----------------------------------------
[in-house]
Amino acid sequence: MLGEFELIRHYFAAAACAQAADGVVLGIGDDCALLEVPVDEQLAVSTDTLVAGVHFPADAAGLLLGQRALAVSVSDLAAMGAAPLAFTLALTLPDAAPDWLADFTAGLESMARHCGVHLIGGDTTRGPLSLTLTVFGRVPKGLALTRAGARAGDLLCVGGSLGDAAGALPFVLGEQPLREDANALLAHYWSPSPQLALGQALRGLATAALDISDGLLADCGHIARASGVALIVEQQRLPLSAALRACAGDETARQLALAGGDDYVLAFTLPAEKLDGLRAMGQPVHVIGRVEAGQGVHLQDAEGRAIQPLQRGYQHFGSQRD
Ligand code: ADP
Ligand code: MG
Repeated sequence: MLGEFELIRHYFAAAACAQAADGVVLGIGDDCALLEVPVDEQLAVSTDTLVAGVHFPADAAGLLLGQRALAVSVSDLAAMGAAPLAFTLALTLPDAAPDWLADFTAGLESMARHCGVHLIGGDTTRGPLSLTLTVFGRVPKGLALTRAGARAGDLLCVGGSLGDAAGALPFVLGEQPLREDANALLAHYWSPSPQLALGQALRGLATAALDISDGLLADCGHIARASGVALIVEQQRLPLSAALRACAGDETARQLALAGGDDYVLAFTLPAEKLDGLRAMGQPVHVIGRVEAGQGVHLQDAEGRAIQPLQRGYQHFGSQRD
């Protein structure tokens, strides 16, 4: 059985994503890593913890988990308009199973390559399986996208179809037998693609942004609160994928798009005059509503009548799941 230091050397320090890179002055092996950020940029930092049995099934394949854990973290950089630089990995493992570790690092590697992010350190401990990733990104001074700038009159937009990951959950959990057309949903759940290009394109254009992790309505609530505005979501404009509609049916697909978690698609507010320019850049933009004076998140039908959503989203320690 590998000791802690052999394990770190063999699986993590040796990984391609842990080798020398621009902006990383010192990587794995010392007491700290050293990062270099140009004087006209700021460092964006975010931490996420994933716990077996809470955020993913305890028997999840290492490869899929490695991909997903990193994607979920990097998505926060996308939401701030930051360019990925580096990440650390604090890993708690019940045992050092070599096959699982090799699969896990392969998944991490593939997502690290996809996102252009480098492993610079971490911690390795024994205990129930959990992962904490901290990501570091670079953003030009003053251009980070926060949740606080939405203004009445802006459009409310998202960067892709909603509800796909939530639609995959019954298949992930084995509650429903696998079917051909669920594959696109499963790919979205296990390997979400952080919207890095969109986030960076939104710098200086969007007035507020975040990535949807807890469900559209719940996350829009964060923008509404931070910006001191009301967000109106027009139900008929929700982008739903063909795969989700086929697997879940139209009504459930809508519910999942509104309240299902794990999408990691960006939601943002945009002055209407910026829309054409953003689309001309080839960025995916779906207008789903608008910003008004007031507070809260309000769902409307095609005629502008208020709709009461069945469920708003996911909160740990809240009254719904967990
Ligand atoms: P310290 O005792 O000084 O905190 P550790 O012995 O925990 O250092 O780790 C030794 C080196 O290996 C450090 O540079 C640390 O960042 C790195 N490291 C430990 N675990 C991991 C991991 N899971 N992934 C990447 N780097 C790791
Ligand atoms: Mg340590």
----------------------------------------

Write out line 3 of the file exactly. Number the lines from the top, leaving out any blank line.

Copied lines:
Ligand code: ADP